The Smartest Guys in the Room is the story of one of history’s greatest business scandals, in which top executives of America’s seventh largest company walked away with over one billion dollars while investors and employees lost everything.
Based on the best-selling book The Smartest Guys in the Room by Fortune reporters Bethany McLean and Peter Elkind, and featuring insider accounts and incendiary corporate audio and videotapes, this tale of greed, hubris and betrayal reveals the outrageous personal excesses of the Enron hierarchy and the moral vacuum that led CEO Ken Lay—along with other players including accounting firm Arthur Andersen, Chief Operating Officer Jeffrey Skilling and Chief Financial Officer Andy Fastow—to manipulate securities trading, bluff the balance sheets and deceive investors.
The film comes to a harrowing climax as I hear Enron traders’ own voices as they wring hundreds of millions of dollars in profits out of the California energy crisis. As a result, I come to understand how the avarice of Enron’s traders and their bosses had a shocking and profound domino effect that may shape the face of our economy for years to come. The story begins in 1985, with the merger of Houston Natural Gas and Omaha, Nebraska’s natural gas company, InterNorth, to form the natural gas pipeline company called Enron.
By 2000, the company has grown into the largest natural gas merchant in North America, eventually branching out into trading other commodities, such as water, coal and steel. As the pioneer behind this strategy to switch from a pipeline company to trading, Jeff Skilling is named CEO, and the company stock skyrockets. While Skilling’s “black box” accounting results in declared earnings of 53 million dollars for a collapsing deal that doesn’t profit a cent.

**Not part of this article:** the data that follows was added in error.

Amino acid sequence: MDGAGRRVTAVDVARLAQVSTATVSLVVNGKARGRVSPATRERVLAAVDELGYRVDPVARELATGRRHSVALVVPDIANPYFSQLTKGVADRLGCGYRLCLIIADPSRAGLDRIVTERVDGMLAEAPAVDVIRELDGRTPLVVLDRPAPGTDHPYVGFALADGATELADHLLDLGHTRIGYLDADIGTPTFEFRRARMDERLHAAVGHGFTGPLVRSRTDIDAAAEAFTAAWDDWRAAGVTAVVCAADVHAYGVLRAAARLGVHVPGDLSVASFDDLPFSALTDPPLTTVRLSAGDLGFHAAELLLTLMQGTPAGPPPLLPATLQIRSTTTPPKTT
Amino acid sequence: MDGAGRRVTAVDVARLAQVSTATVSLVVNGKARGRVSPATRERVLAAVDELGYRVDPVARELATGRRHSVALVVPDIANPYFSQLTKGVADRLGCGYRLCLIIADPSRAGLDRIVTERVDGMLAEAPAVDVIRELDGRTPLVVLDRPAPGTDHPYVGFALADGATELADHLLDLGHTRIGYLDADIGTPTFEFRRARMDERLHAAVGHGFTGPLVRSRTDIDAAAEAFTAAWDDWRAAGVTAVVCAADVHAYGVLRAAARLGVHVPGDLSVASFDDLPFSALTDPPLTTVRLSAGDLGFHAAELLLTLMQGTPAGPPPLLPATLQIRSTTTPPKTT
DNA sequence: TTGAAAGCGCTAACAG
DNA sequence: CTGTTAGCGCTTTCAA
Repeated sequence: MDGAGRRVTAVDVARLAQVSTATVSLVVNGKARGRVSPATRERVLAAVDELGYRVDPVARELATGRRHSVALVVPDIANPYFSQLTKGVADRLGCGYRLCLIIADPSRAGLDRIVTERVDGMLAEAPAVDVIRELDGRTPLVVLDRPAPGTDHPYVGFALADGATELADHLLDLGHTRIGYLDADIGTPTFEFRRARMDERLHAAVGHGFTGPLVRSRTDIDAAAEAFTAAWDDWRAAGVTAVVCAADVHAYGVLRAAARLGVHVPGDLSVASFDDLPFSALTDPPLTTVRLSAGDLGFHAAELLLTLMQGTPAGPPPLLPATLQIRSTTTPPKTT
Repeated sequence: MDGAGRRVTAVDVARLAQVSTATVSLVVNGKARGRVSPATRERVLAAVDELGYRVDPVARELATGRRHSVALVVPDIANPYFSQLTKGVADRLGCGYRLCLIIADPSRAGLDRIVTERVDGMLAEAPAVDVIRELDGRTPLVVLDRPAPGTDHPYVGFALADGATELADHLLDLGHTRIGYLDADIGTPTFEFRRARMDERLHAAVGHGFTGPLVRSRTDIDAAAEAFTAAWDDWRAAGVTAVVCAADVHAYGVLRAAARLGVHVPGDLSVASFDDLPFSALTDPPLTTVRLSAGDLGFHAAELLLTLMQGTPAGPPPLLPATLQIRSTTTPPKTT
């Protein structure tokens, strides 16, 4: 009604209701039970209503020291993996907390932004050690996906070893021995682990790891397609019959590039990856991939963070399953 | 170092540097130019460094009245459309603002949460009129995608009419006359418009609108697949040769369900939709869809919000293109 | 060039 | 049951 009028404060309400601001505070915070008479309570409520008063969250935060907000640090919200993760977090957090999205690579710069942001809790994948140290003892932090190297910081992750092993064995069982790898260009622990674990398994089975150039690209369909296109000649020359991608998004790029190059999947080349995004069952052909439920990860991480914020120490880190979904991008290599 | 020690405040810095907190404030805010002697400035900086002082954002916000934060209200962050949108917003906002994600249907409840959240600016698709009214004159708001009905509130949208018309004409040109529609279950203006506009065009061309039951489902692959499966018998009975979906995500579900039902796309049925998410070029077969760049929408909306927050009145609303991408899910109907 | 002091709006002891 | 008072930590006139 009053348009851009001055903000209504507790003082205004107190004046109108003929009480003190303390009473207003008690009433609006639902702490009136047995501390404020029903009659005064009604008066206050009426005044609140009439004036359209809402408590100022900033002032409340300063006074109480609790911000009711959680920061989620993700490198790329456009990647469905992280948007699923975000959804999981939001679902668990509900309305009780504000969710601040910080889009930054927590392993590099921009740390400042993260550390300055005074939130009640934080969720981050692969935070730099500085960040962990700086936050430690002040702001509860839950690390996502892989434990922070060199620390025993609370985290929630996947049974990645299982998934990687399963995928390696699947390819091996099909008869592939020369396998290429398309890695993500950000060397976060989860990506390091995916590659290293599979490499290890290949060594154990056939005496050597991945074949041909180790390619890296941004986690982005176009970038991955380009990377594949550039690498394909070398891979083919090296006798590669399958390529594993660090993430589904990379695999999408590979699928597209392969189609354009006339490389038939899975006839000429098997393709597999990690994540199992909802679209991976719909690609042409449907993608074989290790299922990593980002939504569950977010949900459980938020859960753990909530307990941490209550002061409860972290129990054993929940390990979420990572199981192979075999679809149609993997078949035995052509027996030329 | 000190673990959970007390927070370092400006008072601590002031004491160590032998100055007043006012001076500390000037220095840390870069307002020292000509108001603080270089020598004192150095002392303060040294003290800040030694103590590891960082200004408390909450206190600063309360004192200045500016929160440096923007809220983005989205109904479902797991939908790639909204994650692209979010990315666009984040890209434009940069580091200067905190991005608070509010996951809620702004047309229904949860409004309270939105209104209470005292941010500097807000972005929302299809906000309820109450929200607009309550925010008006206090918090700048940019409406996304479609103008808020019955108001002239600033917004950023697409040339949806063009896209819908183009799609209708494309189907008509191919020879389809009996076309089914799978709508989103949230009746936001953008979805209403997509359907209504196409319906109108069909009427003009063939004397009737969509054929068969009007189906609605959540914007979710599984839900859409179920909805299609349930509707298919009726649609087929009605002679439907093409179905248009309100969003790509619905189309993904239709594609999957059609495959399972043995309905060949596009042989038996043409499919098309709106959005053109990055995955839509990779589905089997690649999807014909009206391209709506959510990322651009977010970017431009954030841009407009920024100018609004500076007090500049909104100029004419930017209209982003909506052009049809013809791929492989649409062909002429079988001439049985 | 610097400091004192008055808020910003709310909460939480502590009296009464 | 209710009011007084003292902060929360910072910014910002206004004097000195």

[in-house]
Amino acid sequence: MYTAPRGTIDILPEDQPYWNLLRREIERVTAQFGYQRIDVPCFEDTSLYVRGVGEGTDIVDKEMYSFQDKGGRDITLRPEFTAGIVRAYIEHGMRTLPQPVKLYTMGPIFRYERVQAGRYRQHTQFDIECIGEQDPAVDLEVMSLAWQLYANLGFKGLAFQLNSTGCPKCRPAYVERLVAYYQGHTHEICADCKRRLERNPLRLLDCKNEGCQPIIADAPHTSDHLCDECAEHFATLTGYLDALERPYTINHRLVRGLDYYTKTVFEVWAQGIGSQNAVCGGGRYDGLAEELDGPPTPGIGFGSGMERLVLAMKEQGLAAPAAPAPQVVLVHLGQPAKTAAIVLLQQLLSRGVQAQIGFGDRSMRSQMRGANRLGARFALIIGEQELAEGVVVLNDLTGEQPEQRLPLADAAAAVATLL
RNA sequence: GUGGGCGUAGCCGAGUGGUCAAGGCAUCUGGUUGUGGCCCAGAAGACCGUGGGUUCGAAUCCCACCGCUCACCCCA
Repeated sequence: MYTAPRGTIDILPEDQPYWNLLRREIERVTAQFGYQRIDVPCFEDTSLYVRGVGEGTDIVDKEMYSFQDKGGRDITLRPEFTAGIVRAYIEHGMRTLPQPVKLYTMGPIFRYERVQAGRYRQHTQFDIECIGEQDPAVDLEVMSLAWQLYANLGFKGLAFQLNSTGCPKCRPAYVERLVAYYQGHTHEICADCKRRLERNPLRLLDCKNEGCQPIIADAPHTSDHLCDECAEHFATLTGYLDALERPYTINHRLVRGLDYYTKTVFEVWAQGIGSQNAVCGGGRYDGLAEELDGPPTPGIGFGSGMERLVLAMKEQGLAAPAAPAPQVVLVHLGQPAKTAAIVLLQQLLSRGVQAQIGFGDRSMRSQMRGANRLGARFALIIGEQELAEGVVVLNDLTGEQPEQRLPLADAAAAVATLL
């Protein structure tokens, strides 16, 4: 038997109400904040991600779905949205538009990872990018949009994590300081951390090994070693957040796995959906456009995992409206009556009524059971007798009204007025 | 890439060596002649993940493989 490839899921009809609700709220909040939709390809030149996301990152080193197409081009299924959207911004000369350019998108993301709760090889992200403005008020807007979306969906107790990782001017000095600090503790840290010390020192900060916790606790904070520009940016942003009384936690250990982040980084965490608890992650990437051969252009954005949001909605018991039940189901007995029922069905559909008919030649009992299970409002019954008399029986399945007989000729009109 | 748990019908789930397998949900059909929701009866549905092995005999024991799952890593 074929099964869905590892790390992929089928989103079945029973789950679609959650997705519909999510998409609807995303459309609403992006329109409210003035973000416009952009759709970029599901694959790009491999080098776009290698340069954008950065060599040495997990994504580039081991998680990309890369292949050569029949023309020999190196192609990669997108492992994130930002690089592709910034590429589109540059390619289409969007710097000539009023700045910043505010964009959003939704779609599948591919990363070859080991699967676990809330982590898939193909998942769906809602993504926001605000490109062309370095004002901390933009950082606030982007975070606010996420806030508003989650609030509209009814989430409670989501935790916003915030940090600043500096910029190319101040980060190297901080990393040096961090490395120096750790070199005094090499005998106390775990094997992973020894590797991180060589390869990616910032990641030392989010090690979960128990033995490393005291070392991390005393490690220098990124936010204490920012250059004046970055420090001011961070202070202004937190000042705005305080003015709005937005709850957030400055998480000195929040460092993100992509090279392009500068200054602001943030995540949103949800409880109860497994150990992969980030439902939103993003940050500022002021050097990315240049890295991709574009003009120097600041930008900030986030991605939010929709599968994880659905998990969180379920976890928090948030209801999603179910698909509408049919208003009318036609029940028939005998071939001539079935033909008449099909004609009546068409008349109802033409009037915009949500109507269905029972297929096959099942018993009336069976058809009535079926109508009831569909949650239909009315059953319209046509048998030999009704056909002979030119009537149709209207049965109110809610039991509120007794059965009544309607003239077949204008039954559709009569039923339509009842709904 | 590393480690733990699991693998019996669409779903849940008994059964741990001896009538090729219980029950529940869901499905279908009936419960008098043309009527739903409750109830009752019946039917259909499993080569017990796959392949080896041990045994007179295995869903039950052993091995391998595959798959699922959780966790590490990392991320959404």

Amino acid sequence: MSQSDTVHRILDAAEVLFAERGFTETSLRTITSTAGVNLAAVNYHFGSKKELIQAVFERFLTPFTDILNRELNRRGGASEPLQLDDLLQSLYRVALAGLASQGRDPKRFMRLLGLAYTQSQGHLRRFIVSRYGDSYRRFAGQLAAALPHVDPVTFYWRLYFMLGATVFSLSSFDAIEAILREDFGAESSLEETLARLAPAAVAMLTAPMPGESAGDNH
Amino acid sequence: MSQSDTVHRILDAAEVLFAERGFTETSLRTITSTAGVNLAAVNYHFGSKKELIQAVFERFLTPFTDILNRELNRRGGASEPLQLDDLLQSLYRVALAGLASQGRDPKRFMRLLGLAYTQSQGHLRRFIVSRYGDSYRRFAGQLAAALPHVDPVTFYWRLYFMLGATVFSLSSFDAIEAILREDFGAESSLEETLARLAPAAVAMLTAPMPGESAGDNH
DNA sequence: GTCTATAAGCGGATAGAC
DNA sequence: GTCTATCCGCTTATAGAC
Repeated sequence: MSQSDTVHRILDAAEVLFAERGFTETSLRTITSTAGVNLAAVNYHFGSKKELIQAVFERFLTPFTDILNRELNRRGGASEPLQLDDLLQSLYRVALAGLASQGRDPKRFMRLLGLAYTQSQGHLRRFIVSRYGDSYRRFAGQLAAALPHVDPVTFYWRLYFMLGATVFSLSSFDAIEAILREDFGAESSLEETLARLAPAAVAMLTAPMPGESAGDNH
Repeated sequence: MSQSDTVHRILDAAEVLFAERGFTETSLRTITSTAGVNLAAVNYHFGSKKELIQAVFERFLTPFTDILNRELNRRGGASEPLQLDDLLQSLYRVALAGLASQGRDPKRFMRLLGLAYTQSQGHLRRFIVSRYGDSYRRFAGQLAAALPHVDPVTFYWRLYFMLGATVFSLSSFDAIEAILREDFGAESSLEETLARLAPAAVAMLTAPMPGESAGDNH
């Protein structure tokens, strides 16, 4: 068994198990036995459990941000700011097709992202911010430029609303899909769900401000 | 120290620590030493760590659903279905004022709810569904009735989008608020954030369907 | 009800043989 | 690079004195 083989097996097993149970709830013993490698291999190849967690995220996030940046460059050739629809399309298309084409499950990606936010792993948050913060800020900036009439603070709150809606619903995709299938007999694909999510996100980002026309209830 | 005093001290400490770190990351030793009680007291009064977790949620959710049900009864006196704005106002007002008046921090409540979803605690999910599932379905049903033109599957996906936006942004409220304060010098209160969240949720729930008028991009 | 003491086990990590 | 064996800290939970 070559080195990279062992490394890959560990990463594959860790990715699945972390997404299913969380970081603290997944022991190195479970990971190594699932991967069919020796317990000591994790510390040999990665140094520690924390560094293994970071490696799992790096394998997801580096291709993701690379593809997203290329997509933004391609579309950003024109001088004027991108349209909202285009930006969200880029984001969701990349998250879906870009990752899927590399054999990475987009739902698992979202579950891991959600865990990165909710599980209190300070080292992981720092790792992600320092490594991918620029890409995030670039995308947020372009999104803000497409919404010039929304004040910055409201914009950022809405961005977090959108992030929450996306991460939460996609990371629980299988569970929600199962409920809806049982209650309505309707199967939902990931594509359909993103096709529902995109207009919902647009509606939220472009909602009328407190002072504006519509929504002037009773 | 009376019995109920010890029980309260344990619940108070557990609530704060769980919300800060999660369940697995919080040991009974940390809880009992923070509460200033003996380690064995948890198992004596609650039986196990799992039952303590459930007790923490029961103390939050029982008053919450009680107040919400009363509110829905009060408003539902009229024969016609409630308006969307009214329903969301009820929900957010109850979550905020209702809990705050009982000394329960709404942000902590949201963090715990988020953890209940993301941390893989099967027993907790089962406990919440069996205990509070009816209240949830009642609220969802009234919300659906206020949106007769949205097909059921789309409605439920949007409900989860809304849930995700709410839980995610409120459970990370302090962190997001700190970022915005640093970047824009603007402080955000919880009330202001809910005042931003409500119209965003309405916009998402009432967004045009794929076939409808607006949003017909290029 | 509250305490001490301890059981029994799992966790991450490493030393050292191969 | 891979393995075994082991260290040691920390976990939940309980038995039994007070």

And Enron’s West Coast power desk has its most profitable month ever, as California citizens become casualties of Enron’s scheme to artificially increase demand for electricity, resulting in rolling blackouts and two deaths. When Enron’s accounting and unethical trading eventually meet the realities of balance sheets which didn’t balance and products that didn’t exist, unwitting employees who have anchored their financial futures to the Enron ship watch in horror as water rushes in overhead.
With lifeboats gone, stocks and retirement accounts worth nothing, Enron employee Max Eberts recalls, “It was kind of like being on the Lusitania. The torpedo had hit with 20 minutes to get out. ” A fascinating exploration of corporate culture and epic misdeeds, Enron: The Smartest Guys in the Room takes me as the viewer from the heyday of soaring profits through the prolonged fallout, including the collapse of Arthur Andersen, the 2006 convictions of Lay, Skilling and Fastow, followed by Lay’s death two months later, which vacated his conviction.
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